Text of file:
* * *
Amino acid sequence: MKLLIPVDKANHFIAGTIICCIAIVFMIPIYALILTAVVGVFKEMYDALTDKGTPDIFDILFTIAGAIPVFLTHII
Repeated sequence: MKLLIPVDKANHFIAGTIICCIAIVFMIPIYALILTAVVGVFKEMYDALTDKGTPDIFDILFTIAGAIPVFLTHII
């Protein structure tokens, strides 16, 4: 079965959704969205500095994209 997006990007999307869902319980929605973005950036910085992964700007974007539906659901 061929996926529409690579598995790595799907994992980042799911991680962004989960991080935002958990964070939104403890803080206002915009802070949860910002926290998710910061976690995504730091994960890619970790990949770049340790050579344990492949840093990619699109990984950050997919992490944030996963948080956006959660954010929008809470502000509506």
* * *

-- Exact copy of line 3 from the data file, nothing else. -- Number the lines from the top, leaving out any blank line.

């Protein structure tokens, strides 16, 4: 079965959704969205500095994209 997006990007999307869902319980929605973005950036910085992964700007974007539906659901 061929996926529409690579598995790595799907994992980042799911991680962004989960991080935002958990964070939104403890803080206002915009802070949860910002926290998710910061976690995504730091994960890619970790990949770049340790050579344990492949840093990619699109990984950050997919992490944030996963948080956006959660954010929008809470502000509506």